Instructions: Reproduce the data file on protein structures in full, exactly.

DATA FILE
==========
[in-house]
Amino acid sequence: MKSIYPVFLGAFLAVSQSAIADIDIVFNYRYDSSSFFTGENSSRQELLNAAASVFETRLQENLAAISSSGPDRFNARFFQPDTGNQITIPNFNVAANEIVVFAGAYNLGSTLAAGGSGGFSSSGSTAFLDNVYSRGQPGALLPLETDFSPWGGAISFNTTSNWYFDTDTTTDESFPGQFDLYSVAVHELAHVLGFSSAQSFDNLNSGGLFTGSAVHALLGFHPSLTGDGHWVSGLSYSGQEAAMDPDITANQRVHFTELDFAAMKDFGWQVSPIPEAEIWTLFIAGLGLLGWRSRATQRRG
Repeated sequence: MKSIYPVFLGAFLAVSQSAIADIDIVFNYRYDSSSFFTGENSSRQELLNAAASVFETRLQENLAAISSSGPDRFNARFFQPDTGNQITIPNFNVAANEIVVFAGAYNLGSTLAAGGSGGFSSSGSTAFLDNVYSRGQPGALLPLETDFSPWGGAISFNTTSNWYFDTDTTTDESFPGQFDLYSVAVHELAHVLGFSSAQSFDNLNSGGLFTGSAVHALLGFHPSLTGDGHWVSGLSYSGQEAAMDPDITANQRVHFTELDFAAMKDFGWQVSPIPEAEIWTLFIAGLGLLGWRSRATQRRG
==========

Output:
[in-house]
Amino acid sequence: MKSIYPVFLGAFLAVSQSAIADIDIVFNYRYDSSSFFTGENSSRQELLNAAASVFETRLQENLAAISSSGPDRFNARFFQPDTGNQITIPNFNVAANEIVVFAGAYNLGSTLAAGGSGGFSSSGSTAFLDNVYSRGQPGALLPLETDFSPWGGAISFNTTSNWYFDTDTTTDESFPGQFDLYSVAVHELAHVLGFSSAQSFDNLNSGGLFTGSAVHALLGFHPSLTGDGHWVSGLSYSGQEAAMDPDITANQRVHFTELDFAAMKDFGWQVSPIPEAEIWTLFIAGLGLLGWRSRATQRRG
Repeated sequence: MKSIYPVFLGAFLAVSQSAIADIDIVFNYRYDSSSFFTGENSSRQELLNAAASVFETRLQENLAAISSSGPDRFNARFFQPDTGNQITIPNFNVAANEIVVFAGAYNLGSTLAAGGSGGFSSSGSTAFLDNVYSRGQPGALLPLETDFSPWGGAISFNTTSNWYFDTDTTTDESFPGQFDLYSVAVHELAHVLGFSSAQSFDNLNSGGLFTGSAVHALLGFHPSLTGDGHWVSGLSYSGQEAAMDPDITANQRVHFTELDFAAMKDFGWQVSPIPEAEIWTLFIAGLGLLGWRSRATQRRG